Facebook: the Ongoing Narrative
because they're chareidi; because they're kind of anti-technology. Not
exactly of course, but you know what I mean - everyone has a friend
who refuses to get a facebook account for no particularly good reason.
And for those people, I'd like to say something about the facebook
phenomenon, and why I am a fan.
my facebook account was originally activated by a friend of mine, who
insisted on my getting one to keep in touch with. At first, I
regarded it as another technological obligation, and an annoyance.
Then I discovered what so many others do; that it's a wonderful way to
waste time. But even so, I kept myself to certain standards - I ignored
most activations and applications, actually used the damn thing to
keep in touch with people, and, one of my personal facebook prides: I
have no friends on facebook that I did not actually know at some point
in time in real life.
Now as the phenomenon grew, more and more people had facebook and were
getting in touch with me as well - people from elementary school, high
school, camp, seminary, and pretty much every other significant period
in my life- the fact that I actually knew everyone on my friend list
became mildly impressive to me, and I'll tell you why: I got to finish
a lot of stories.
Here's what I mean.
Daily life is an ongoing narrative, that other people walk in and out
of. We all know pretty nearly everything about our own narrative up to
the current point, and those of the few people we see and talk to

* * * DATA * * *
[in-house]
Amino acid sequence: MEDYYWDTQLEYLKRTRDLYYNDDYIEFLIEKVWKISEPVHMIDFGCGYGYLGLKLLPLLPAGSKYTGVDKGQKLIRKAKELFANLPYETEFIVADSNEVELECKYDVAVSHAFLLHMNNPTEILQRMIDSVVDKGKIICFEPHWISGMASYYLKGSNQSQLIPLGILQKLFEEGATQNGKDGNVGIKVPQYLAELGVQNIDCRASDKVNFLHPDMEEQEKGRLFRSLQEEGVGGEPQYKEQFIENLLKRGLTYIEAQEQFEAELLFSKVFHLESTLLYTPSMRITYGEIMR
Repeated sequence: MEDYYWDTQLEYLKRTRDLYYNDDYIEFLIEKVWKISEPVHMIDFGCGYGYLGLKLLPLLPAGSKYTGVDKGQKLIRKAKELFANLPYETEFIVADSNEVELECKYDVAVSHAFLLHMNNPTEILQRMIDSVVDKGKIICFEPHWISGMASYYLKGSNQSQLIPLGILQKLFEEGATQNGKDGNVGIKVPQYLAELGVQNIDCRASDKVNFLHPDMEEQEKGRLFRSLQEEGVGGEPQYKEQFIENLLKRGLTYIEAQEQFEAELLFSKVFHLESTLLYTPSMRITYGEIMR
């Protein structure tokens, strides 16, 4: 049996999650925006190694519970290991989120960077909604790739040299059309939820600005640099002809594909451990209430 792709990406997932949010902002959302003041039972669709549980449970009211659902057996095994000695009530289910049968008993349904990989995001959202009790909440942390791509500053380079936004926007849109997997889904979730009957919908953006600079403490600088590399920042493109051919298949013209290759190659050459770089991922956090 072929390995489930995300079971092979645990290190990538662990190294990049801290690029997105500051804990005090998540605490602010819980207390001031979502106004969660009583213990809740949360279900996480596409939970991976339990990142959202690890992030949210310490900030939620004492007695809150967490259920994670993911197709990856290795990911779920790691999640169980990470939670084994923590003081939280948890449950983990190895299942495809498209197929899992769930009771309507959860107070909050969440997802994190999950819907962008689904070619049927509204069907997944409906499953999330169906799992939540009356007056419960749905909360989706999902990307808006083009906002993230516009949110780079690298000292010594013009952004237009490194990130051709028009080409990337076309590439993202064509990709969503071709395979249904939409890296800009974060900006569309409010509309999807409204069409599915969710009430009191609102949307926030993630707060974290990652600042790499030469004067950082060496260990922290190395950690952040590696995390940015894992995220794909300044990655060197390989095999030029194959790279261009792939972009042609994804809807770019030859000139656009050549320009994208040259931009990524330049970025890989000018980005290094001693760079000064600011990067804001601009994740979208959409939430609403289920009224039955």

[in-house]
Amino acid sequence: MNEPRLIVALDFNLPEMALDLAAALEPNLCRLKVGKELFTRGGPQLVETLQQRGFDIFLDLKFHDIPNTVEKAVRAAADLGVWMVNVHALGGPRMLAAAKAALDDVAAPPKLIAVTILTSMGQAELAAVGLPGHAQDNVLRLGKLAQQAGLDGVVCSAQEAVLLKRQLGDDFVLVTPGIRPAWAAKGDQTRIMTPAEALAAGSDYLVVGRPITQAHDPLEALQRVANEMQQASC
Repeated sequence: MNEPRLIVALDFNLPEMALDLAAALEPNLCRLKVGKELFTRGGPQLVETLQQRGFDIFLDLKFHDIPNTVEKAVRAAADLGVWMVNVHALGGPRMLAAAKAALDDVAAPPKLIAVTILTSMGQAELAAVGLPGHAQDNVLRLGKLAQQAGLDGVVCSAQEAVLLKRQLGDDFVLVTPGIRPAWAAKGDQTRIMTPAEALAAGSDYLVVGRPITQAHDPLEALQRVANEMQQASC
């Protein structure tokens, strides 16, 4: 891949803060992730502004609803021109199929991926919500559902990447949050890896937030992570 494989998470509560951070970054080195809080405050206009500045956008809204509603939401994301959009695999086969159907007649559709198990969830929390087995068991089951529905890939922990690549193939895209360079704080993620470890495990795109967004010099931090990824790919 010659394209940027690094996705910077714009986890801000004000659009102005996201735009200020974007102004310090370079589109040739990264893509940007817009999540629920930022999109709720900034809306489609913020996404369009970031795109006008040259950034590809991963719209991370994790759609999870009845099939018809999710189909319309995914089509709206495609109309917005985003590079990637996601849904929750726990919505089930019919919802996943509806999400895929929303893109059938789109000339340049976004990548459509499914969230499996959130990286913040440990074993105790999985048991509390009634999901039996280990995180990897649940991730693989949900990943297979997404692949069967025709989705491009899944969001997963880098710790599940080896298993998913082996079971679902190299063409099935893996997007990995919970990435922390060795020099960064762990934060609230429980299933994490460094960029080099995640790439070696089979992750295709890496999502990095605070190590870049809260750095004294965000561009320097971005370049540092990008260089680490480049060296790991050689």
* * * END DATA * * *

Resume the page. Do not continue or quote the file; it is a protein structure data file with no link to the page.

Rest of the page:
everyday and are generally close with. But then there are those people
that you were only friends with for a brief period of time. You might
have been quite god and sincere friends at the time, but now barely
speak. Say you know someone for maybe a year or two. If it's a close
friend, you get a good piece of that person's narrative up til the
point you met them - major life events, basic family details, that
kind of thing. And obviously, you're there for that piece of her/his
progression, so you know what goes on in that piece of the narrative.
But after you two part ways, you do different things, lose contact a
bit. Five years later you get nostalgic and think "Huh, I wonder what
happened next? I wonder what's up with him/her now?"
That's where facebook comes in. By being in touch with people on
facebook, you get to track their narrative in the bits and pieces they
let slip out in daily or weekly increments. Of course, most of the
really interesting details you can only guess at - especially if it's
one of those people you really never talk to, even on facebook. But
there are hints if you know how to read them. And then, the major life
events - engagements and marriages, births and aliyahs and other big
deals- generally are published biphairush. I davka like it more this
way about the people I never talk to. I like being able to follow
their narrative even without talking to them. Cuz I know that they
don't really want to talk to me, and I don't really want to talk to
them - but curiosity over the development of the human drama keeps us
tuned in to each others lives even from a distance. And there's
something oddly nice about that. Maybe something creepy too, if you
think about it too hard. But my fascination with stories, especially
real-life ones about people I know, can't really help but exult in
this. I suppose it is every good storyteller's dream come true; a
treasure trove of material right at your fingertips.The sheer weight
of all that human information is dizzying - kind of like get the feeling you get when walking into a
well-stocked used bookstore.
Anyway, I think what I'm trying to say is, that I love knowing how the
story ends. Obviously, we can't really know how most of them end for
years and years to come. But I like seeing the progression. There's something strangely satisfying in it.